It’s not often that something happens during a D&D game that I haven’t experienced before, but just a few weeks ago that’s exactly what happened. The circumstances of the adventure terrified my PC so much that he quit. I knew that removing this character from the adventure was the right decisions. Walking away was the only choice he’d make given his detailed and well established background.
In our home game we use a character tree. Every player has a repertoire of PCs that they can choose from at the beginning of each adventure. The adventures run about six weeks and when they’re done everyone levels up. This time around I choose to play my Rogue Daggermaster. He’d been a major NPC in my campaign for years and this was going to be my first chance to play him as a PC. Even though my character wasn’t technically party of the party, he’d been an important part of their lives for 17 levels. This was a character that we all knew as well as any of the PCs.
A major part of the new adventure had the PCs investigating a series of strange occurrences. Without knowing very many details at first we began our investigation. Upon learning what was really going on, I realized that my character couldn’t complete the adventure. Based on his back-story and knowing how I’d played the character through all of those levels as an NPC, the strange happenings would absolutely terrify him.
As a player I was torn. I had a few options before me, none of which I found very appealing.
- I could ignore the character’s background and emotional development and continue on.
- I could continue playing him, and really role-play his intense fear.
- I could simply have him refuse to continue on with the party when they went on to investigate the next location.
I talked with the DM and he explained that at the midpoint of the adventure there would be a suitable in-game opportunity for me to change my character with another in my character tree. Until then I kept playing the Rogue but I really emphasized his growing and almost crippling fears.
When we reached the midpoint of the adventure, my character explained to the party that he couldn’t accompany them any further and that he was leaving. The next week I rotated in a different character.
Never before had a felt so emotionally invested in a character that having him leave the adventure seemed like a better course of action than fighting on. But I knew this character. I understood how he behaved and knew that his fears were justified.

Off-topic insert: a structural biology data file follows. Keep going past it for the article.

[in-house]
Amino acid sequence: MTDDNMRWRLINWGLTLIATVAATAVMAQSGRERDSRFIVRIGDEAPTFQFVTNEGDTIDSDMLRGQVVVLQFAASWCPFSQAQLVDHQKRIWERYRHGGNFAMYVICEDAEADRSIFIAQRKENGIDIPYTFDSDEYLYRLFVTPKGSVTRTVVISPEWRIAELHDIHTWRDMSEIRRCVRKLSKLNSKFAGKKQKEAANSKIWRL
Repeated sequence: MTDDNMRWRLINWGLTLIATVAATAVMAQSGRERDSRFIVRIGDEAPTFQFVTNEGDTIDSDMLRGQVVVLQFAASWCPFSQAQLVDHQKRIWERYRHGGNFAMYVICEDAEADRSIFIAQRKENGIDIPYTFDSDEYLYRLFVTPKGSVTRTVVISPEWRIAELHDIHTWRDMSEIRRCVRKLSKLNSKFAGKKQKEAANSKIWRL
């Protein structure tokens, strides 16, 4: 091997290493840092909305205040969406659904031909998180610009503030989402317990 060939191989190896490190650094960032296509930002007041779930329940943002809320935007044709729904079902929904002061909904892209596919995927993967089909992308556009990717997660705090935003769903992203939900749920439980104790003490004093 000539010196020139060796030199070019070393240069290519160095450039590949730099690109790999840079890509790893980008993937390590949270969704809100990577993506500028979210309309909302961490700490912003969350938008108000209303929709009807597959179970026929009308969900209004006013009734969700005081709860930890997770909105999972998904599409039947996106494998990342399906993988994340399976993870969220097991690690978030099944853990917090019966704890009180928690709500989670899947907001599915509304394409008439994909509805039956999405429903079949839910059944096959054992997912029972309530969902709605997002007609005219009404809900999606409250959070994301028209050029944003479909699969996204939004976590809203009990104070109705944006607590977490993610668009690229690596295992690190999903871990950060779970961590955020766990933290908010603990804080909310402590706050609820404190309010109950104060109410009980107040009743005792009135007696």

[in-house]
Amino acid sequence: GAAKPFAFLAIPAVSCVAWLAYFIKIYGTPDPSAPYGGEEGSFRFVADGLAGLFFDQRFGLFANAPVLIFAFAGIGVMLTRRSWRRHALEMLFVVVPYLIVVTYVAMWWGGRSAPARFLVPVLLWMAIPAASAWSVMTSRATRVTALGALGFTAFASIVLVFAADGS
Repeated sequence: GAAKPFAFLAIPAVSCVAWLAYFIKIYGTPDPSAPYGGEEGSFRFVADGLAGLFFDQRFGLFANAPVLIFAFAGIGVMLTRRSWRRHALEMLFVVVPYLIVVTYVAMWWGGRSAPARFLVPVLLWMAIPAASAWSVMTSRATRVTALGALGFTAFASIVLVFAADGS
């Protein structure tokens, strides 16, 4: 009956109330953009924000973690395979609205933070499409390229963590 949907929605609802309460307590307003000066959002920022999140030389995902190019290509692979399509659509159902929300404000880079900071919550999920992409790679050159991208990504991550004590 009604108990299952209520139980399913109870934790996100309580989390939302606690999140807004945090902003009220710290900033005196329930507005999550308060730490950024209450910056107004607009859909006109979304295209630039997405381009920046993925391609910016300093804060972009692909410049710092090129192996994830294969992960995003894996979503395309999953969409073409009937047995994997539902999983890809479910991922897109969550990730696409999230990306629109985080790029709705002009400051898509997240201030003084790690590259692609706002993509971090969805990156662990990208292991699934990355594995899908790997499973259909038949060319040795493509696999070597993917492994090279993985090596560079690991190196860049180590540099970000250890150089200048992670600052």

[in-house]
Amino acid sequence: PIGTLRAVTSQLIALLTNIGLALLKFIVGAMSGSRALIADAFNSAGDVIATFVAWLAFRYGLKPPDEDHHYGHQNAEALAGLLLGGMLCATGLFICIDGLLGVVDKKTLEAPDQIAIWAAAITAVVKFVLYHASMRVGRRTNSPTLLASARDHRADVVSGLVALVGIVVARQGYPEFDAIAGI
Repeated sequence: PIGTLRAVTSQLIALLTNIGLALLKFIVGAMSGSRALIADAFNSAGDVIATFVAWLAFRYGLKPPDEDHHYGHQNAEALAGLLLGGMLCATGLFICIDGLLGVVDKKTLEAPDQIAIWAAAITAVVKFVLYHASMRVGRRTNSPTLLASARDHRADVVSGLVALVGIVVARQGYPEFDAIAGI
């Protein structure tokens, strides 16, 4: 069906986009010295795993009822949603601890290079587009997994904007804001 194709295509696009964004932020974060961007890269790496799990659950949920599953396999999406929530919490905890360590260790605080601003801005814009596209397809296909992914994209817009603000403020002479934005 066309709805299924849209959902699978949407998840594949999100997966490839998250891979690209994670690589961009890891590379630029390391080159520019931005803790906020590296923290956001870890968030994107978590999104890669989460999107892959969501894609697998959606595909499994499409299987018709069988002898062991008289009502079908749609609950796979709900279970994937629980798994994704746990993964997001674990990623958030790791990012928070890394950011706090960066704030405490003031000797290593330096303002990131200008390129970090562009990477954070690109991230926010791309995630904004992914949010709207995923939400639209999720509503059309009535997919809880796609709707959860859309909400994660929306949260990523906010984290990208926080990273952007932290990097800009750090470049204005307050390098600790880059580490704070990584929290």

I was fortunate that the DM had a built-in break that allowed for such a smooth exit. Had this not been the case I’m not sure how I’d have played this character for the rest of the adventure.
Looking back on how I handled this situation, I’m positive that I did the right thing. Yet I feel kind of strange about it. Even though I really, really wanted to play this character as a PC for this adventure I still choose to remove him from the game. This was the first time that I knew and understood a character so well that quitting was even an option.
In the past I would have just said “Oh well, he’s scared, that’s too bad for him let’s just move on,” and continued running him like any other PC. But this time the role-playing superseded the mechanics. There was no statistic or penalty to represent his fear; I just role-played him that way.
In combat I played him like I would other characters, but he constantly reminded the party that they were there to perform a task and leave – to the point of seeming cowardly. And when the opportunity to leave presented itself he took it.
I’ve often written about the importance of developing a rich history for your characters. By establishing their motives and understanding their emotions, you’ll often have a better time playing the character and it will be easier to make decisions.
Based on the scenario do you think you’d have made the same decision I did given the situation? Do you think I took things too far and maybe took the game more seriously than I should have in this circumstance? Should I have just had the character get over his fear or even try to turn the mission into some form of emersion therapy?
Have you ever had a character with such strong convictions, motivations or emotions that they choose to quit the adventure rather than proceed? Do you think my DM was too lenient? Would you have given me the same courtesy and allowed me to switch characters mid-adventure if you were my DM?
- Make Your Character More Than Just Numbers
- Character Motivation
- Retreat Is Always An Option, At Least It Should Be